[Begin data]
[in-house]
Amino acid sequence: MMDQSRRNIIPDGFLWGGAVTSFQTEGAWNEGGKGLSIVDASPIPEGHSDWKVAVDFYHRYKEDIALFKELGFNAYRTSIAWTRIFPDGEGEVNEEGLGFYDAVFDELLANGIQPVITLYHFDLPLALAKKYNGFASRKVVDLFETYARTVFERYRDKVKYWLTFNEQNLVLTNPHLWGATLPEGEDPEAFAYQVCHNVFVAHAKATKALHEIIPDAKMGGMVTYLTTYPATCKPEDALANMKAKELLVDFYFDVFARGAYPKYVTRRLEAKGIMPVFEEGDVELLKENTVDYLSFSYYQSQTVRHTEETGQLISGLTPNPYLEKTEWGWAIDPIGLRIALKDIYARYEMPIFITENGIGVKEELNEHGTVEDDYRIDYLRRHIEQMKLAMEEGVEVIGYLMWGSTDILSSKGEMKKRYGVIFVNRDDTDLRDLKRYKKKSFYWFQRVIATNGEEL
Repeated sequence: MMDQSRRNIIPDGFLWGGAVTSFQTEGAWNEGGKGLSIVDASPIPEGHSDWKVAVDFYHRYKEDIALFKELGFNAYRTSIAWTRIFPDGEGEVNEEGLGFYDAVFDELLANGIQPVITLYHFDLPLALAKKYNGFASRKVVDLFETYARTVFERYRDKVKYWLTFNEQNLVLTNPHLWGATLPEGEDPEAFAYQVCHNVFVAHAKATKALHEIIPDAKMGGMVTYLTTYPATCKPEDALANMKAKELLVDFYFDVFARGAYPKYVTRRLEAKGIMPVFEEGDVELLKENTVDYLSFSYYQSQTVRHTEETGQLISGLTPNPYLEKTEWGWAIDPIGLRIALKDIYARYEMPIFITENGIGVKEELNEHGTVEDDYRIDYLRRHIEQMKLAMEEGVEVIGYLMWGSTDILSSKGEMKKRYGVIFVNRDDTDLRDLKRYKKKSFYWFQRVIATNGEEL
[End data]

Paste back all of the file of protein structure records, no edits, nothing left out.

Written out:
[in-house]
Amino acid sequence: MMDQSRRNIIPDGFLWGGAVTSFQTEGAWNEGGKGLSIVDASPIPEGHSDWKVAVDFYHRYKEDIALFKELGFNAYRTSIAWTRIFPDGEGEVNEEGLGFYDAVFDELLANGIQPVITLYHFDLPLALAKKYNGFASRKVVDLFETYARTVFERYRDKVKYWLTFNEQNLVLTNPHLWGATLPEGEDPEAFAYQVCHNVFVAHAKATKALHEIIPDAKMGGMVTYLTTYPATCKPEDALANMKAKELLVDFYFDVFARGAYPKYVTRRLEAKGIMPVFEEGDVELLKENTVDYLSFSYYQSQTVRHTEETGQLISGLTPNPYLEKTEWGWAIDPIGLRIALKDIYARYEMPIFITENGIGVKEELNEHGTVEDDYRIDYLRRHIEQMKLAMEEGVEVIGYLMWGSTDILSSKGEMKKRYGVIFVNRDDTDLRDLKRYKKKSFYWFQRVIATNGEEL
Repeated sequence: MMDQSRRNIIPDGFLWGGAVTSFQTEGAWNEGGKGLSIVDASPIPEGHSDWKVAVDFYHRYKEDIALFKELGFNAYRTSIAWTRIFPDGEGEVNEEGLGFYDAVFDELLANGIQPVITLYHFDLPLALAKKYNGFASRKVVDLFETYARTVFERYRDKVKYWLTFNEQNLVLTNPHLWGATLPEGEDPEAFAYQVCHNVFVAHAKATKALHEIIPDAKMGGMVTYLTTYPATCKPEDALANMKAKELLVDFYFDVFARGAYPKYVTRRLEAKGIMPVFEEGDVELLKENTVDYLSFSYYQSQTVRHTEETGQLISGLTPNPYLEKTEWGWAIDPIGLRIALKDIYARYEMPIFITENGIGVKEELNEHGTVEDDYRIDYLRRHIEQMKLAMEEGVEVIGYLMWGSTDILSSKGEMKKRYGVIFVNRDDTDLRDLKRYKKKSFYWFQRVIATNGEEL